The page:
A great deal has been written on civil society’s participation in the first round of PRSP processes.2 The main criticism of the participation in this first wave of PRSPs was that they were poorly conceived, very narrow (only certain issues – usually ‘safe’ social sectors - were open for discussion), exclusive (the governments decided who was invited) and rushed. In many countries, the processes were rushed because governments were in need of the debt relief funds linked to the PRSP but in other instances, governments were not interested in including civil society in policy discussions so did the minimal amount of consultations required.3 The general conclusion of most of this literature is that in the first round of PRSP formulation ‘participation’ consisted of rather superficial ‘poverty diagnostic consultations’ that did manage to contribute to expanding the definitions of poverty but, broadly speaking, were not able to alter the substance of policy choices.
To some extent the participation processes in the first round of PRSPs were superficial due to a lack of capacity in both the governments and CSOs. For some governments, this lack of capacity prevented them from conducting meaningful processes. It also hindered the possibilities of CSOs recommendations being translated into policies. For CSOs, a lack of capacity among some organisations to understand complex policy processes and economic arguments meant that they were unable to engage effectively in discussions. While many CSOs were able to present information on the negative impacts of government policies, many did not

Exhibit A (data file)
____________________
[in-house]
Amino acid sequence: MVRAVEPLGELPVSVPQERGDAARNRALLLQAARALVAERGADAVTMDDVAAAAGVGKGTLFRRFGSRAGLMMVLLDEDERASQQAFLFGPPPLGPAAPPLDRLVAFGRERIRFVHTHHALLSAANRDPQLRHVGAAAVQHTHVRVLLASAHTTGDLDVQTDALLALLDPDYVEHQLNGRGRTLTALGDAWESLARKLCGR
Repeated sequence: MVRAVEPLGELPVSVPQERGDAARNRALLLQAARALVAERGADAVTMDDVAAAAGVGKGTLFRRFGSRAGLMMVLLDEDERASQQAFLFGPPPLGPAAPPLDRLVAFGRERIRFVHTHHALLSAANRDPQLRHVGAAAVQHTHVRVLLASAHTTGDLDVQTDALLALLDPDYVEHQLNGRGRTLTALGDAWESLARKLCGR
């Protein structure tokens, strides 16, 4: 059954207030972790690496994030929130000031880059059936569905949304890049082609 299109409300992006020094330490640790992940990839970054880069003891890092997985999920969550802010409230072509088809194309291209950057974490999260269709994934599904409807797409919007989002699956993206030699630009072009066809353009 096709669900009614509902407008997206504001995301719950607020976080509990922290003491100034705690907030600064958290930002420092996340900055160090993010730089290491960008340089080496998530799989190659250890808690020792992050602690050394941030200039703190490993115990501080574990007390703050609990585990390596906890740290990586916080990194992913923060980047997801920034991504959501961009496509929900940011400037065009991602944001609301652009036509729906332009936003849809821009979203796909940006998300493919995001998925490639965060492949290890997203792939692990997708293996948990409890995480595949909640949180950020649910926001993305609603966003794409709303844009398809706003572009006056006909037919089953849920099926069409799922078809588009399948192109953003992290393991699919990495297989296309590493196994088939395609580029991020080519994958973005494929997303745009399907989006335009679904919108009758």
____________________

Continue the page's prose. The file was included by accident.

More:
have the capacity to put forward viable alternatives.
However, the analyses on civil society’s engagement in the PRSP highlight that many Southern CSOs did actively mobilise around the PRSP, either in the official consultations or in parallel CSO-led participation processes. Furthermore, a number of strong networks were formed specifically to engage in the PRSP process. For many CSOs in PRSP countries, this was their first experience of engaging directly with the policy process and it was viewed as an important opportunity to present evidence on the impact of policies on reducing poverty and to influence the policy content of future national poverty reduction plans.
This synthesis study takes the examples of the PRSP processes in Bolivia and Tanzania. The paper looks at the consultation process itself and the types of evidence used by CSOs. A recent study by Pollard and Court (2004) looks at how CSOs use evidence to influence policy. The study argues that in order for the evidence to have an impact on the policy process, it must be relevant, appropriate and timely as well as valid, reliable, convincing to its audience and communicated in an effective way. The issue of what evidence was used by CSOs in PRSP consultations is not often discussed in commentaries on the process. This paper will